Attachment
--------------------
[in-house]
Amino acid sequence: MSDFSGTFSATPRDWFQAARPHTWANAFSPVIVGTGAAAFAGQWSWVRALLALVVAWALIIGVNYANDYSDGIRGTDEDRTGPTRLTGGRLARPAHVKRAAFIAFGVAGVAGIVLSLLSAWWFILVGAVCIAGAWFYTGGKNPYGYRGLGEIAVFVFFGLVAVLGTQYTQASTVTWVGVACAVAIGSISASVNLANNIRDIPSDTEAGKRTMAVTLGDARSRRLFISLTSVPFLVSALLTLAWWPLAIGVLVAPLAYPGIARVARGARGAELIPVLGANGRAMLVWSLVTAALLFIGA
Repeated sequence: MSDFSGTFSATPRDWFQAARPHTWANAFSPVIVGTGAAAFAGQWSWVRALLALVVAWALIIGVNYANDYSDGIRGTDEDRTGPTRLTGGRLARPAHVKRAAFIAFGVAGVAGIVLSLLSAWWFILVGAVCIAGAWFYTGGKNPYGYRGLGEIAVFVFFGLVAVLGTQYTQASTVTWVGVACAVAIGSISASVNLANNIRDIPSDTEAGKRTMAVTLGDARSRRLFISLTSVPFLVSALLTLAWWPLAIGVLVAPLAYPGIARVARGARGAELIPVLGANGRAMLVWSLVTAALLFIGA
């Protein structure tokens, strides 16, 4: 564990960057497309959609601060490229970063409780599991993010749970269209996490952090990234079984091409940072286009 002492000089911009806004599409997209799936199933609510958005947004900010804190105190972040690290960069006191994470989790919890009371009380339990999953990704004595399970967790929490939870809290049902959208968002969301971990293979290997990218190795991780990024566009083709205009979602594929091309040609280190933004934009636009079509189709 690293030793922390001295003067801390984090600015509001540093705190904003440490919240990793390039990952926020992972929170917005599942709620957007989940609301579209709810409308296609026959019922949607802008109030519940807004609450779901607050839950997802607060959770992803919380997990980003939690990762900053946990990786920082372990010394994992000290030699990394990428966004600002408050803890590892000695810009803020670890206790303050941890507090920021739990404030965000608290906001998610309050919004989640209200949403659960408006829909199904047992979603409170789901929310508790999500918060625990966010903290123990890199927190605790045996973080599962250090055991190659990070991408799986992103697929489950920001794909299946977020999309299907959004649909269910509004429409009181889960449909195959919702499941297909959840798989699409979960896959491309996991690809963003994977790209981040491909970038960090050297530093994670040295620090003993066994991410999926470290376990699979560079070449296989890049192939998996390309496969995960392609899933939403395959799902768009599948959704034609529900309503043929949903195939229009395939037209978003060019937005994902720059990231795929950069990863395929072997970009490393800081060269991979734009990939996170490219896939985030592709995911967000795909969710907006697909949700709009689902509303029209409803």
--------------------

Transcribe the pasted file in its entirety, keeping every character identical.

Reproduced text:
[in-house]
Amino acid sequence: MSDFSGTFSATPRDWFQAARPHTWANAFSPVIVGTGAAAFAGQWSWVRALLALVVAWALIIGVNYANDYSDGIRGTDEDRTGPTRLTGGRLARPAHVKRAAFIAFGVAGVAGIVLSLLSAWWFILVGAVCIAGAWFYTGGKNPYGYRGLGEIAVFVFFGLVAVLGTQYTQASTVTWVGVACAVAIGSISASVNLANNIRDIPSDTEAGKRTMAVTLGDARSRRLFISLTSVPFLVSALLTLAWWPLAIGVLVAPLAYPGIARVARGARGAELIPVLGANGRAMLVWSLVTAALLFIGA
Repeated sequence: MSDFSGTFSATPRDWFQAARPHTWANAFSPVIVGTGAAAFAGQWSWVRALLALVVAWALIIGVNYANDYSDGIRGTDEDRTGPTRLTGGRLARPAHVKRAAFIAFGVAGVAGIVLSLLSAWWFILVGAVCIAGAWFYTGGKNPYGYRGLGEIAVFVFFGLVAVLGTQYTQASTVTWVGVACAVAIGSISASVNLANNIRDIPSDTEAGKRTMAVTLGDARSRRLFISLTSVPFLVSALLTLAWWPLAIGVLVAPLAYPGIARVARGARGAELIPVLGANGRAMLVWSLVTAALLFIGA
């Protein structure tokens, strides 16, 4: 564990960057497309959609601060490229970063409780599991993010749970269209996490952090990234079984091409940072286009 002492000089911009806004599409997209799936199933609510958005947004900010804190105190972040690290960069006191994470989790919890009371009380339990999953990704004595399970967790929490939870809290049902959208968002969301971990293979290997990218190795991780990024566009083709205009979602594929091309040609280190933004934009636009079509189709 690293030793922390001295003067801390984090600015509001540093705190904003440490919240990793390039990952926020992972929170917005599942709620957007989940609301579209709810409308296609026959019922949607802008109030519940807004609450779901607050839950997802607060959770992803919380997990980003939690990762900053946990990786920082372990010394994992000290030699990394990428966004600002408050803890590892000695810009803020670890206790303050941890507090920021739990404030965000608290906001998610309050919004989640209200949403659960408006829909199904047992979603409170789901929310508790999500918060625990966010903290123990890199927190605790045996973080599962250090055991190659990070991408799986992103697929489950920001794909299946977020999309299907959004649909269910509004429409009181889960449909195959919702499941297909959840798989699409979960896959491309996991690809963003994977790209981040491909970038960090050297530093994670040295620090003993066994991410999926470290376990699979560079070449296989890049192939998996390309496969995960392609899933939403395959799902768009599948959704034609529900309503043929949903195939229009395939037209978003060019937005994902720059990231795929950069990863395929072997970009490393800081060269991979734009990939996170490219896939985030592709995911967000795909969710907006697909949700709009689902509303029209409803």